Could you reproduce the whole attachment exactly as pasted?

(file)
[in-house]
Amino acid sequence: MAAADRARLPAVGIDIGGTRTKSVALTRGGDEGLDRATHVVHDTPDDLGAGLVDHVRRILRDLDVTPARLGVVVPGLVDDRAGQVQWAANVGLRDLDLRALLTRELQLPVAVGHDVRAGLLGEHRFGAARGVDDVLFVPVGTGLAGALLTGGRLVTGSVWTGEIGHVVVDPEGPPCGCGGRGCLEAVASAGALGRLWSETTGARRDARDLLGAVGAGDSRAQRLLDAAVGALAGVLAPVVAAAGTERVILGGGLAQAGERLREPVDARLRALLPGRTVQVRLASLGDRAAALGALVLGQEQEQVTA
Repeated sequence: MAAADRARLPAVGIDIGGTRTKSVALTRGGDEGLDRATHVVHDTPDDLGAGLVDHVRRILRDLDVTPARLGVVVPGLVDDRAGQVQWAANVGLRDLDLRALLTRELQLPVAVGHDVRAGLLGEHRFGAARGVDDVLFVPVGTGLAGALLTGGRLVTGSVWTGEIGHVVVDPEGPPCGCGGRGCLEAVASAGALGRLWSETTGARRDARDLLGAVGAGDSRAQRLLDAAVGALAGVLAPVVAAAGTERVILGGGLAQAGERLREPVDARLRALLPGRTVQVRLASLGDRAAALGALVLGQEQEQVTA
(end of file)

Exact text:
[in-house]
Amino acid sequence: MAAADRARLPAVGIDIGGTRTKSVALTRGGDEGLDRATHVVHDTPDDLGAGLVDHVRRILRDLDVTPARLGVVVPGLVDDRAGQVQWAANVGLRDLDLRALLTRELQLPVAVGHDVRAGLLGEHRFGAARGVDDVLFVPVGTGLAGALLTGGRLVTGSVWTGEIGHVVVDPEGPPCGCGGRGCLEAVASAGALGRLWSETTGARRDARDLLGAVGAGDSRAQRLLDAAVGALAGVLAPVVAAAGTERVILGGGLAQAGERLREPVDARLRALLPGRTVQVRLASLGDRAAALGALVLGQEQEQVTA
Repeated sequence: MAAADRARLPAVGIDIGGTRTKSVALTRGGDEGLDRATHVVHDTPDDLGAGLVDHVRRILRDLDVTPARLGVVVPGLVDDRAGQVQWAANVGLRDLDLRALLTRELQLPVAVGHDVRAGLLGEHRFGAARGVDDVLFVPVGTGLAGALLTGGRLVTGSVWTGEIGHVVVDPEGPPCGCGGRGCLEAVASAGALGRLWSETTGARRDARDLLGAVGAGDSRAQRLLDAAVGALAGVLAPVVAAAGTERVILGGGLAQAGERLREPVDARLRALLPGRTVQVRLASLGDRAAALGALVLGQEQEQVTA